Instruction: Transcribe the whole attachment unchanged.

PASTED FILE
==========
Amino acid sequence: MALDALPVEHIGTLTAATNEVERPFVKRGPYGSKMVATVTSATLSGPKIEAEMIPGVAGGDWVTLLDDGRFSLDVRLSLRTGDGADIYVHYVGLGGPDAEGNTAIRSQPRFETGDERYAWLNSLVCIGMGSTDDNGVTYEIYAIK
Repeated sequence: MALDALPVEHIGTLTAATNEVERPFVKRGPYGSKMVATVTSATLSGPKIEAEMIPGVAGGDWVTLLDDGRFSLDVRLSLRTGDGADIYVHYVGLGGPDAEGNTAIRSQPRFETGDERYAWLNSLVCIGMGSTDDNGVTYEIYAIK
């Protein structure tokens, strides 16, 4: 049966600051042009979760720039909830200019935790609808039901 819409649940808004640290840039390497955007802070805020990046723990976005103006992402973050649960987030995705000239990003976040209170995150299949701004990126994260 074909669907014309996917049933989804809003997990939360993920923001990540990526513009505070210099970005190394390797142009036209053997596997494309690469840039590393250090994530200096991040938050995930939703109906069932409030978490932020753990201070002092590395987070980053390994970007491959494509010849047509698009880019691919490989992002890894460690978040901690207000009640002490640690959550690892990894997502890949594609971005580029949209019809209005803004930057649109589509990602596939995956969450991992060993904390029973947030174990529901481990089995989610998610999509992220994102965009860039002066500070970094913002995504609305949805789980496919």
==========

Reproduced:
Amino acid sequence: MALDALPVEHIGTLTAATNEVERPFVKRGPYGSKMVATVTSATLSGPKIEAEMIPGVAGGDWVTLLDDGRFSLDVRLSLRTGDGADIYVHYVGLGGPDAEGNTAIRSQPRFETGDERYAWLNSLVCIGMGSTDDNGVTYEIYAIK
Repeated sequence: MALDALPVEHIGTLTAATNEVERPFVKRGPYGSKMVATVTSATLSGPKIEAEMIPGVAGGDWVTLLDDGRFSLDVRLSLRTGDGADIYVHYVGLGGPDAEGNTAIRSQPRFETGDERYAWLNSLVCIGMGSTDDNGVTYEIYAIK
């Protein structure tokens, strides 16, 4: 049966600051042009979760720039909830200019935790609808039901 819409649940808004640290840039390497955007802070805020990046723990976005103006992402973050649960987030995705000239990003976040209170995150299949701004990126994260 074909669907014309996917049933989804809003997990939360993920923001990540990526513009505070210099970005190394390797142009036209053997596997494309690469840039590393250090994530200096991040938050995930939703109906069932409030978490932020753990201070002092590395987070980053390994970007491959494509010849047509698009880019691919490989992002890894460690978040901690207000009640002490640690959550690892990894997502890949594609971005580029949209019809209005803004930057649109589509990602596939995956969450991992060993904390029973947030174990529901481990089995989610998610999509992220994102965009860039002066500070970094913002995504609305949805789980496919």